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What’s Really Driving the “Pro-Choice” Movement?

At Slate, Amanda Marcotte frets about the right-wing “assault on reproductive rights,” and ticks off several “anti-choice” bills being introduced across the country. To hear Marcotte tell it, these bills are absolutely terrifying – one would require women to receive ultrasounds before undergoing an abortion and another would mandate abortion patients to submit to a 72-hour waiting period and a “listen to a lecture from an anti-choice activist” before having the procedure.

If these are actually two of the most brutal attacks on the abortion industry in this country, then the “pro-choice” movement can pretty much declare victory and call it a day. Because once you strip away Marcotte’s hyperbole, it turns out that the actual bills are aimed at fostering choice, not obstructing it. Requiring women to receive an ultrasound is the opposite of pro-choice. After all, making a “choice” simply means deciding between two options, based on the information available. Women’s rights advocates like Marcotte should be lobbying for doctors to arm female patients with as many facts as possible. Instead she seems to be arguing that this piece of information (ultrasounds) shouldn’t be included because it’s too persuasive.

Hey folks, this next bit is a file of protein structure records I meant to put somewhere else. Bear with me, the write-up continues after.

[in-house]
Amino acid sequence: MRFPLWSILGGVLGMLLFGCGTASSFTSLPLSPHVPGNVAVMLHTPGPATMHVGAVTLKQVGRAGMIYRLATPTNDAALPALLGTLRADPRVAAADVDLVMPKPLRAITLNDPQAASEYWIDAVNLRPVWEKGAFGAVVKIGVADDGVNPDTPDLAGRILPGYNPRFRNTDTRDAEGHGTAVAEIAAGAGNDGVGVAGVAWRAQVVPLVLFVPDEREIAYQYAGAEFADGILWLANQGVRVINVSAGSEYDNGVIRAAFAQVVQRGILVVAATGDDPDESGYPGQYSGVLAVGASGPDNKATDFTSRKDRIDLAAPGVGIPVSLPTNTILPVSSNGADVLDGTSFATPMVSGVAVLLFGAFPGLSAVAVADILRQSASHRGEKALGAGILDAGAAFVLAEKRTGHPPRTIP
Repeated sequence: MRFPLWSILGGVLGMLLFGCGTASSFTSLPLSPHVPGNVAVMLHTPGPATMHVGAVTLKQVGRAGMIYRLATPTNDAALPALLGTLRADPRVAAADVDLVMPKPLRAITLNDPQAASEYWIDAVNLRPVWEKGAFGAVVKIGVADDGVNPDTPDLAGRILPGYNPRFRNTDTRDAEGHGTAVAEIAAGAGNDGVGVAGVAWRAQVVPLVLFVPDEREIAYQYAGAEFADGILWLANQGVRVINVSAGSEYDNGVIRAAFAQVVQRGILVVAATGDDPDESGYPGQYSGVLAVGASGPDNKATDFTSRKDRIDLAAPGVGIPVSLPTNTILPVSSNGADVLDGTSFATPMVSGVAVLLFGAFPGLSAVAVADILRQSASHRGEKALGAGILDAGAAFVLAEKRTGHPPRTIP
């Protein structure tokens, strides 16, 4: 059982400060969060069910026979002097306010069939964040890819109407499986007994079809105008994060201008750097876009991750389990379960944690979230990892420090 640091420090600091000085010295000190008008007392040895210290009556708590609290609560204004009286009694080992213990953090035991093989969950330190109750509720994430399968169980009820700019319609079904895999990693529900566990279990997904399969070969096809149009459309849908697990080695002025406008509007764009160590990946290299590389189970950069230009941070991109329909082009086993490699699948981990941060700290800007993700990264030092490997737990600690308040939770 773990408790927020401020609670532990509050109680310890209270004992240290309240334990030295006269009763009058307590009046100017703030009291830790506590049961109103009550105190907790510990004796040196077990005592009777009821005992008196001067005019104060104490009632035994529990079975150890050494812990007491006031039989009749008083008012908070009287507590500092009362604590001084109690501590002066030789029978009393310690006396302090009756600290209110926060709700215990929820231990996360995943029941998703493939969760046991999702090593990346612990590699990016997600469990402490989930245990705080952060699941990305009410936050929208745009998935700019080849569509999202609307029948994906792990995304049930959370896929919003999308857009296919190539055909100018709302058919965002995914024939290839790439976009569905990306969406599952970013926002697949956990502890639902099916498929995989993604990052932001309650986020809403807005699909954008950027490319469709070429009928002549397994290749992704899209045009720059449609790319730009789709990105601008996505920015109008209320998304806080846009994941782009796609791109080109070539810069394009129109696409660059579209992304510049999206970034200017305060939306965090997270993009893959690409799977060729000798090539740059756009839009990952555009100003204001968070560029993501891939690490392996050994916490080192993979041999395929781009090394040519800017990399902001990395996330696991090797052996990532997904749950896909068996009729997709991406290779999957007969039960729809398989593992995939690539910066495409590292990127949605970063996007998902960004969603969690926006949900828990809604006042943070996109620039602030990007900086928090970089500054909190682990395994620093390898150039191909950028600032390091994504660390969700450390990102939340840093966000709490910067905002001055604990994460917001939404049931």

As for the bill mandating a 72-hour waiting period and meeting with an “anti-choice activist” (actually a crisis pregnancy center representative), that doesn’t seem particularly objectionable, either. Regardless of your opinion on abortion, few can deny that it’s a difficult and weighty decision that shouldn’t be made recklessly. Anyone who would change her mind about it in three days probably wasn’t completely confident with her decision initially. And the purpose of the meeting at the crisis pregnancy center is simply to inform women of their non-medical options – adoption, childcare, and other issues that can factor into the decision.

It’s fine if Marcotte wants to argue against these laws, but it’s not really accurate to frame them as attacks on “choice.” When it comes to this decision, too much information is never a bad thing.



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